Over the objections of four dissenters, the court turned away a state constitutional challenge to Washington's marriage law. Here's a summary of the holding from the opinion itself:
In brief, unless a law is a grant of positive favoritism to a minority class, we apply the same constitutional analysis under the state constitution's privileges and immunities clause that is applied under the federal constitution's equal protection clause. DOMA does not grant a privilege or immunity to a favored minority class, and we accordingly apply the federal analysis. The plaintiffs have not established that they are members of a suspect class or that they have a fundamental right to marriage that includes the right to marry a person of the same sex. Therefore, we apply the highly deferential rational basis standard of review to the legislature's decision that only opposite-sex couples are entitled to civil marriage in this state. Under this standard, DOMA is constitutional because the legislature was entitled to believe that limiting marriage to opposite-sex couples furthers procreation, essential to survival of the human race, and furthers the well-being of children by encouraging families where children are reared in homes headed by the children's biological parents. Allowing same-sex couples to marry does not, in the legislature's view, further these purposes.2 Accordingly, there is no violation of the privileges and immunities clause.
There also is no violation of the state due process clause. DOMA bears a reasonable relationship to legitimate state interests -- procreation and child-rearing. Nor do we find DOMA invalid as a violation of privacy interests protected by article I, section 7 of the Washington State Constitution. The people of Washington have not had in the past nor, at this time, are they entitled to an expectation that they may choose to marry a person of the same sex.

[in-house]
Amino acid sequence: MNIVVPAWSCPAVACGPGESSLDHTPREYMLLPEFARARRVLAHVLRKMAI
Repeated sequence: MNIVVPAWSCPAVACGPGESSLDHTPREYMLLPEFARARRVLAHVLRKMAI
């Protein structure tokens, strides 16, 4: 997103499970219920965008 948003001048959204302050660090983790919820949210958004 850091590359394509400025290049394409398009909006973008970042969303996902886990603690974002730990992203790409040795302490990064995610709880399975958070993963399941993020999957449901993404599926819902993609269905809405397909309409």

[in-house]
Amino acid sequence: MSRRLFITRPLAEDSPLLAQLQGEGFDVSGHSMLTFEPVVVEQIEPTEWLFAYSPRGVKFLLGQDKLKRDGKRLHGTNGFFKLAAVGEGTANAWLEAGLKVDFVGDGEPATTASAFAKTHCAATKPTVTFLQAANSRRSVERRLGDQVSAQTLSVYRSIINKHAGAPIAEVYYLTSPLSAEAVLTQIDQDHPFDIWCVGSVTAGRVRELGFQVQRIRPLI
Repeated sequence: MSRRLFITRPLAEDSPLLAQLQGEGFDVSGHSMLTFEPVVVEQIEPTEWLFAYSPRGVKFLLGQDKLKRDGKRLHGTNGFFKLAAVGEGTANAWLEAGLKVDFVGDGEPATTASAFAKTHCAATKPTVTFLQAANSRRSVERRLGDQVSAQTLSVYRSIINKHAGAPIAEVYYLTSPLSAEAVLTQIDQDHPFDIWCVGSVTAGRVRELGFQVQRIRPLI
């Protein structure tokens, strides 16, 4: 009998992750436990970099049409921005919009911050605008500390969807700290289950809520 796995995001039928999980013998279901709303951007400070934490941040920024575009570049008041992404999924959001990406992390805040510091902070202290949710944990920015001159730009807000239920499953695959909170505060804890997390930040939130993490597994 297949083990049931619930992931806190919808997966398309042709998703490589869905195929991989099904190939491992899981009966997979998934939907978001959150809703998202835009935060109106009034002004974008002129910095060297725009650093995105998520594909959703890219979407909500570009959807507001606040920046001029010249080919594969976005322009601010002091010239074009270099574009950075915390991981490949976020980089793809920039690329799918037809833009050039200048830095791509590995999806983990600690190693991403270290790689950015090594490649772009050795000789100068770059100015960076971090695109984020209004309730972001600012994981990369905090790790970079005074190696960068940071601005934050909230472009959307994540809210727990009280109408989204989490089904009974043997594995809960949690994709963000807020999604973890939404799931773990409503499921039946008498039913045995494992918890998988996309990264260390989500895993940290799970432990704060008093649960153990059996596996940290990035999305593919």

Finally, DOMA does not violate the state constitution's equal rights amendment because that provision prohibits laws that render benefits to or restrict or deny rights of one sex. DOMA treats both sexes the same; neither a man nor a woman may marry a person of the same sex.
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- The hardest day of the cruelest month:
- Washington High Court Upholds Exclusion of Gay Couples From Marriage:
- The Road to Gay Marriage After New York:
- Is it rational to exclude gay couples from marriage?
- The New York Marriage Decision and Equal Protection:
- The New York Marriage Decision, Due Process, and Defining Fundamental Rights:
- New York High Court Rejects Gay Marriage Claim: